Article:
Previously, Fern shared with us the highs of her trip to South Africa with the IPSU Summer School programme. But what were some of the surprising facts she learned?
(Photos courtesy of Fern)
You’d be surprised how…
It wasn’t hot in South Africa
Fern was definitely not prepared for the weather. She was told to expect “mild” weather, but it turned out to be a cold winter of around 12°C.
Even after getting used to the weather, she was still freezing on the day of the sunrise safari, where a group of them woke up early to see the light in the windy, seven-degree morning.
South Africa is much more hipster than you think
Apparently, the café culture in Stellenbosch is very developed, probably even more so than Singapore.
The food Fern and her friends ate was “surprisingly Western”, as they patronised several cafés and had dishes like fish and chips. However, there were also dishes that had their own unique flavour.
“Local culture is very eclectic,” Fern describes. “They have all sorts of influences so their food becomes very fusion in some ways as well.”
Eating coq au vin at a French restaurant in Stellenbosch
Of course, they also had local delicacies like malva pudding (a sweet pudding with apricot jam, drizzled with a cream sauce)and bobotie (spiced minced-meat baked with an egg-based topping). Going to Cape Town, they even had platters upon platters of meat – like sausage and beef – that they simply grabbed with their hands.
Another special treat was in the school’s cinema (yes, cinema). The popcorn they had was plain, with various seasonings – like fruit chutney, salt and vinegar etc – which you can shake onto the popcorn.
“Everything was good,” Fern commended. “The food was different but good.”
You learn more about yourself than South Africa
LESSON #1 On one of the days, the group of students climbed up a mountain. While Fern’s foreign friends walked high up, she and her fellow Singaporeans could only get up halfway because “typical Asians kept taking photos of everything”.
In fact, they even raved about a drain (shown below) because it was so pretty.
LESSON #2 Since attending Stellenbosch University, Fern discovered that the studying culture in Singapore is quite intense. Her French professor from NUS had told her, “I don’t understand how Singaporean students study so hard”, which she now found to be true.
LESSON #3 Fern envied how South Africa was very supportive of its own local products, with majority of items – like biscuits, teas and spreads – belonging to the country itself. She wished that there were a similar support for local products in Singapore.
LESSON #4 She was touched every time the South African students sang their national anthem for the summer school students to hear.
“When we sing the national anthem, we only remember it. We don’t actually know what the meaning is,” Fern confesses. “But when they sang it, they sang it so proudly. It’s ironic that there’s still inequality that exists (in South Africa), but it’s a very hopeful place.”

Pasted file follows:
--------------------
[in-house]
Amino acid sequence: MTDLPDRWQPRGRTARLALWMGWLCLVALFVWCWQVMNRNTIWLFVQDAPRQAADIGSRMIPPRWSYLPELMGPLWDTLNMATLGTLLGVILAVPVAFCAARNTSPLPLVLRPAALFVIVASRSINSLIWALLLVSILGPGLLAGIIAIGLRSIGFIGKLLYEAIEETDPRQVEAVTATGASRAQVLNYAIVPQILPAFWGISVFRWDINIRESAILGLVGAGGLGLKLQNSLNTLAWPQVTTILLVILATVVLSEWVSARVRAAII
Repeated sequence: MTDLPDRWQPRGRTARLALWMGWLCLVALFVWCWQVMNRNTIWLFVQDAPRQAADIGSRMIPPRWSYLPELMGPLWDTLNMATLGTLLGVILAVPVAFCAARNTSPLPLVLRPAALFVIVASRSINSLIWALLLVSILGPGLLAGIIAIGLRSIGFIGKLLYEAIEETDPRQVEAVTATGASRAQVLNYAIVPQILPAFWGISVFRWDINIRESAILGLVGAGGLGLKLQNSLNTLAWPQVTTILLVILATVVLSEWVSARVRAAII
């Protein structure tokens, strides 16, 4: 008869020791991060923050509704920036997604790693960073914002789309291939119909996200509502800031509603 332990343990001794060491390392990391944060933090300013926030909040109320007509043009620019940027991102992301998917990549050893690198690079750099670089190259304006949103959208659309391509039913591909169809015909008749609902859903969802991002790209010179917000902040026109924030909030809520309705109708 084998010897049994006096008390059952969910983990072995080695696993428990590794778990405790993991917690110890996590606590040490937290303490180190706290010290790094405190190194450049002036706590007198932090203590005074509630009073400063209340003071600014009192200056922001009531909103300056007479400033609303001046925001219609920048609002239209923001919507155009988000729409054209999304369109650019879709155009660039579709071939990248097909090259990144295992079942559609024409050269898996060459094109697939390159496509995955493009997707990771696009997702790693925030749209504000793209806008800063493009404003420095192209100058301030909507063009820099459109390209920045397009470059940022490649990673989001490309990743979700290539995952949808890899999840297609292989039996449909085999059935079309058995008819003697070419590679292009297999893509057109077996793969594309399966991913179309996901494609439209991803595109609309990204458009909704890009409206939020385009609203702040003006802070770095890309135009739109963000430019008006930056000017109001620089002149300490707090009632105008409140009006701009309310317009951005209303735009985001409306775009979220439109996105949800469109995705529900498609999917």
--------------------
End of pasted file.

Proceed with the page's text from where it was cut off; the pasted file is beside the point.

At the end of the trip, Fern became more aware of her own national identity rather than the South African culture.
“I can’t say I definitely know what South African culture is, but I know my own country a bit more.”
Money can’t buy…
Love for a subject
Fern considered herself one of the lucky ones where lessons were concerned. One of her friends was in a class that had a different guest lecturer everyday, and was quite dull because of that. In comparison, Fern loved her philosophy classes, which were always thought provoking.
The class studied figures such as Karl Popper, Thomas Kuhn and David Hume, and covered the philosophy of science, culture and political philosophy. They learnt about moral philosophy as well, and the theories of utilitarianism, Kantian philosophy and an African philosophy called Ubuntu.
Your most valuable possession
Once, the group of students decided to exchange foreign currencies with one another. One of the South African students picked up Fern’s Singaporean coin and told her “I want to keep this” before handing her an arcade token in exchange.
He said, “This is the most valuable thing you will ever have in your entire life. You can’t use it anywhere but here.”
Fern was touched by the young man’s sincerity and found that the token indeed became something invaluable to her.
Being part of a school programme, Fern had the chance to interact with many of the local students, who she found to be very nice people.
“They really showed us all around the place,” Fern recalls. “I remember once I lost my specs and I told this guy about it. My eyesight’s really bad so I really couldn’t see. He would then always check in on me like, ‘Have you found them yet?’ and he even said, ‘I’m going to send a mail to the main programme coordinator and I’ll let him know so we can settle this for you.’ When I found my specs, he said, ‘Oh I heard that you found them, that’s good.’ He was very nice.”
An appreciation for the little things
While many of Fern’s peers attended additional activities, which incurred extra charges, she was hesitant on participating.
“I guess some people felt like, ‘My parents are already doing this for me I might as well enjoy myself’,” Fern says. “But I felt bad since I was already there on their account.”
She questioned herself if there was something wrong with her for not wanting to go for all these other activities, but eventually concluded, “I think I saw different things from what they saw.”
To those who wish to travel to South Africa, Fern advises you to “keep an open mind, a very open mind. Remember that it’s common to think ‘I want to see everything’, but try to see everything in the smaller things. You don’t have to see the mountains and the seas to be able to appreciate the beauty of the country.”
What is one thing you learnt while overseas? Let us know in the comments!